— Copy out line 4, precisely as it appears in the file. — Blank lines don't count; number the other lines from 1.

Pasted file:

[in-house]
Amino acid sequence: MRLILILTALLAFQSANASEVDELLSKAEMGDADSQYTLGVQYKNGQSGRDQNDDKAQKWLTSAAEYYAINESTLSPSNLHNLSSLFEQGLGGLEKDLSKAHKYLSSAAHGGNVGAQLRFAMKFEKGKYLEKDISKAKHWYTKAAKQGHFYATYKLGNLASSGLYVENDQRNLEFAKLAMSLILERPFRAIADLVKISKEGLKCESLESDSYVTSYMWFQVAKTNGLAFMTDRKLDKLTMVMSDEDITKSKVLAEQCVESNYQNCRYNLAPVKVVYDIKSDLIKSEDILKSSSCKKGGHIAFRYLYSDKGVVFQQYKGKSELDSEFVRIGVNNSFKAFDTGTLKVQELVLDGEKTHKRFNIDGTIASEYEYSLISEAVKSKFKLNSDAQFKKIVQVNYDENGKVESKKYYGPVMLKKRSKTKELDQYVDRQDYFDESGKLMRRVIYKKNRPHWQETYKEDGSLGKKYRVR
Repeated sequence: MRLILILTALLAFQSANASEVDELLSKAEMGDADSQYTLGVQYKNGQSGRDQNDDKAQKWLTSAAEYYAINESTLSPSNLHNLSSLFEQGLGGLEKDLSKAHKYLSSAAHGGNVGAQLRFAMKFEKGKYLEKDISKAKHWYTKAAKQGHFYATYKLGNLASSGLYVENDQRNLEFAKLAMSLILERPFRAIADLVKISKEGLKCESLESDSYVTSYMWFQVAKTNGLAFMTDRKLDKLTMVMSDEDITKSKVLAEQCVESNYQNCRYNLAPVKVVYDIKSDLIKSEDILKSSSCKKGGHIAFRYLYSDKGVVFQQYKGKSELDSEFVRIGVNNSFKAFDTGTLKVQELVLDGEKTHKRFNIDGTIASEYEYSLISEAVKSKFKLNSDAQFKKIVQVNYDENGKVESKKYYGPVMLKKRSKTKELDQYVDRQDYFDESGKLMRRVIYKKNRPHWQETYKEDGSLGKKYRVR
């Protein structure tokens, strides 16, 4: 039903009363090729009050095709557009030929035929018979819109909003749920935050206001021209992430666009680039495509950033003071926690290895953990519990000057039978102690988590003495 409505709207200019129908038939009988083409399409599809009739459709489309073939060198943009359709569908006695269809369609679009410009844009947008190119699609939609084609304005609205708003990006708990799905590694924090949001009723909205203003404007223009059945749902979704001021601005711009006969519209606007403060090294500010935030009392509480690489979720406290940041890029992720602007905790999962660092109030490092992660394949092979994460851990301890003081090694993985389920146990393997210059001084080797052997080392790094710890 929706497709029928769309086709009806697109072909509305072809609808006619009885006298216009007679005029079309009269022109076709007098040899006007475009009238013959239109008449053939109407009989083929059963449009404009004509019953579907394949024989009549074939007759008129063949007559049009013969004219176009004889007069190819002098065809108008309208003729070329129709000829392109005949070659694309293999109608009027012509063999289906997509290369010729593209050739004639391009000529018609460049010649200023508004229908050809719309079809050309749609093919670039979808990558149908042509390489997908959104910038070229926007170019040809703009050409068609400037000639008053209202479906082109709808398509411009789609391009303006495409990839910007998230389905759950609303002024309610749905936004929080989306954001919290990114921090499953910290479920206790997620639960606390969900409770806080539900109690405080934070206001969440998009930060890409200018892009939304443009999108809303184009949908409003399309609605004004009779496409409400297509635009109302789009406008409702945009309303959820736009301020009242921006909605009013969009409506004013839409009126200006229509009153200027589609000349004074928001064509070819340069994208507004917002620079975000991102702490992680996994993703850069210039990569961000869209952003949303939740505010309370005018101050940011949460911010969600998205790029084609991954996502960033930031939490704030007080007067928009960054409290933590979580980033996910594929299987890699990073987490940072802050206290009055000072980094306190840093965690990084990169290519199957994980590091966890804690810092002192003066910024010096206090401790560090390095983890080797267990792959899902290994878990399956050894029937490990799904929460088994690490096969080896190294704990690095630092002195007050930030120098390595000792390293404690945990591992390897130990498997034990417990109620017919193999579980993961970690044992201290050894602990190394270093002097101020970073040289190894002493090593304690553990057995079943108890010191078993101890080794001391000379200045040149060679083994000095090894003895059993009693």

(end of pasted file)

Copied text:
């Protein structure tokens, strides 16, 4: 039903009363090729009050095709557009030929035929018979819109909003749920935050206001021209992430666009680039495509950033003071926690290895953990519990000057039978102690988590003495 409505709207200019129908038939009988083409399409599809009739459709489309073939060198943009359709569908006695269809369609679009410009844009947008190119699609939609084609304005609205708003990006708990799905590694924090949001009723909205203003404007223009059945749902979704001021601005711009006969519209606007403060090294500010935030009392509480690489979720406290940041890029992720602007905790999962660092109030490092992660394949092979994460851990301890003081090694993985389920146990393997210059001084080797052997080392790094710890 929706497709029928769309086709009806697109072909509305072809609808006619009885006298216009007679005029079309009269022109076709007098040899006007475009009238013959239109008449053939109407009989083929059963449009404009004509019953579907394949024989009549074939007759008129063949007559049009013969004219176009004889007069190819002098065809108008309208003729070329129709000829392109005949070659694309293999109608009027012509063999289906997509290369010729593209050739004639391009000529018609460049010649200023508004229908050809719309079809050309749609093919670039979808990558149908042509390489997908959104910038070229926007170019040809703009050409068609400037000639008053209202479906082109709808398509411009789609391009303006495409990839910007998230389905759950609303002024309610749905936004929080989306954001919290990114921090499953910290479920206790997620639960606390969900409770806080539900109690405080934070206001969440998009930060890409200018892009939304443009999108809303184009949908409003399309609605004004009779496409409400297509635009109302789009406008409702945009309303959820736009301020009242921006909605009013969009409506004013839409009126200006229509009153200027589609000349004074928001064509070819340069994208507004917002620079975000991102702490992680996994993703850069210039990569961000869209952003949303939740505010309370005018101050940011949460911010969600998205790029084609991954996502960033930031939490704030007080007067928009960054409290933590979580980033996910594929299987890699990073987490940072802050206290009055000072980094306190840093965690990084990169290519199957994980590091966890804690810092002192003066910024010096206090401790560090390095983890080797267990792959899902290994878990399956050894029937490990799904929460088994690490096969080896190294704990690095630092002195007050930030120098390595000792390293404690945990591992390897130990498997034990417990109620017919193999579980993961970690044992201290050894602990190394270093002097101020970073040289190894002493090593304690553990057995079943108890010191078993101890080794001391000379200045040149060679083994000095090894003895059993009693």